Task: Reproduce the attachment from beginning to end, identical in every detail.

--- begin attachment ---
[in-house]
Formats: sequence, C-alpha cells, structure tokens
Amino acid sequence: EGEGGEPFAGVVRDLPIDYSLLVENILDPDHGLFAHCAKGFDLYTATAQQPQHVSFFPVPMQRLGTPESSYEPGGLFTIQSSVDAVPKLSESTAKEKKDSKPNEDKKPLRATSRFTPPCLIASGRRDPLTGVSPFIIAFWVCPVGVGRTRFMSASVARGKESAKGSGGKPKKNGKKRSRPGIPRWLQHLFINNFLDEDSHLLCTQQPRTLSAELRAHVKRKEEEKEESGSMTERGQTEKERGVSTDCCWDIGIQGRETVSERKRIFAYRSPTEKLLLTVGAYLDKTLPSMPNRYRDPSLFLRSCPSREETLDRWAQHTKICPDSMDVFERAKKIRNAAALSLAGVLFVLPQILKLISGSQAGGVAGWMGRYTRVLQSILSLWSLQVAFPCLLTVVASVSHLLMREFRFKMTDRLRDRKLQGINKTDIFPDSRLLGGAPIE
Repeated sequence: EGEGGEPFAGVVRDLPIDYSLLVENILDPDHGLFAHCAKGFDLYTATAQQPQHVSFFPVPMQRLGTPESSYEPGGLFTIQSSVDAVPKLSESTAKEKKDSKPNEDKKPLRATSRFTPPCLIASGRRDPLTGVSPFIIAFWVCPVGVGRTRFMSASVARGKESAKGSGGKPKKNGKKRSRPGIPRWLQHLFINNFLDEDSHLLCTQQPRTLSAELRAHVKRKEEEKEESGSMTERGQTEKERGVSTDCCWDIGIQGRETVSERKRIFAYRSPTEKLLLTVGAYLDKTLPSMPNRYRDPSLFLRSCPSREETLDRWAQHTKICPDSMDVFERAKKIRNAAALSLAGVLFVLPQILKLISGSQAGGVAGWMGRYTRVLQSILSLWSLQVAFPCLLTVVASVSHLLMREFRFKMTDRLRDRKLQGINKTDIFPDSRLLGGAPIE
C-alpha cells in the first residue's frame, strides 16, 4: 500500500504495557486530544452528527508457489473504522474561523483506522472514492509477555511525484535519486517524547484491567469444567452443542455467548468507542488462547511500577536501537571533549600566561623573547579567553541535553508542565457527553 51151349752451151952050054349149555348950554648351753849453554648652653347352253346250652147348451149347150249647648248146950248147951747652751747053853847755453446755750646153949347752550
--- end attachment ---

[in-house]
Formats: sequence, C-alpha cells, structure tokens
Amino acid sequence: EGEGGEPFAGVVRDLPIDYSLLVENILDPDHGLFAHCAKGFDLYTATAQQPQHVSFFPVPMQRLGTPESSYEPGGLFTIQSSVDAVPKLSESTAKEKKDSKPNEDKKPLRATSRFTPPCLIASGRRDPLTGVSPFIIAFWVCPVGVGRTRFMSASVARGKESAKGSGGKPKKNGKKRSRPGIPRWLQHLFINNFLDEDSHLLCTQQPRTLSAELRAHVKRKEEEKEESGSMTERGQTEKERGVSTDCCWDIGIQGRETVSERKRIFAYRSPTEKLLLTVGAYLDKTLPSMPNRYRDPSLFLRSCPSREETLDRWAQHTKICPDSMDVFERAKKIRNAAALSLAGVLFVLPQILKLISGSQAGGVAGWMGRYTRVLQSILSLWSLQVAFPCLLTVVASVSHLLMREFRFKMTDRLRDRKLQGINKTDIFPDSRLLGGAPIE
Repeated sequence: EGEGGEPFAGVVRDLPIDYSLLVENILDPDHGLFAHCAKGFDLYTATAQQPQHVSFFPVPMQRLGTPESSYEPGGLFTIQSSVDAVPKLSESTAKEKKDSKPNEDKKPLRATSRFTPPCLIASGRRDPLTGVSPFIIAFWVCPVGVGRTRFMSASVARGKESAKGSGGKPKKNGKKRSRPGIPRWLQHLFINNFLDEDSHLLCTQQPRTLSAELRAHVKRKEEEKEESGSMTERGQTEKERGVSTDCCWDIGIQGRETVSERKRIFAYRSPTEKLLLTVGAYLDKTLPSMPNRYRDPSLFLRSCPSREETLDRWAQHTKICPDSMDVFERAKKIRNAAALSLAGVLFVLPQILKLISGSQAGGVAGWMGRYTRVLQSILSLWSLQVAFPCLLTVVASVSHLLMREFRFKMTDRLRDRKLQGINKTDIFPDSRLLGGAPIE
C-alpha cells in the first residue's frame, strides 16, 4: 500500500504495557486530544452528527508457489473504522474561523483506522472514492509477555511525484535519486517524547484491567469444567452443542455467548468507542488462547511500577536501537571533549600566561623573547579567553541535553508542565457527553 51151349752451151952050054349149555348950554648351753849453554648652653347352253346250652147348451149347150249647648248146950248147951747652751747053853847755453446755750646153949347752550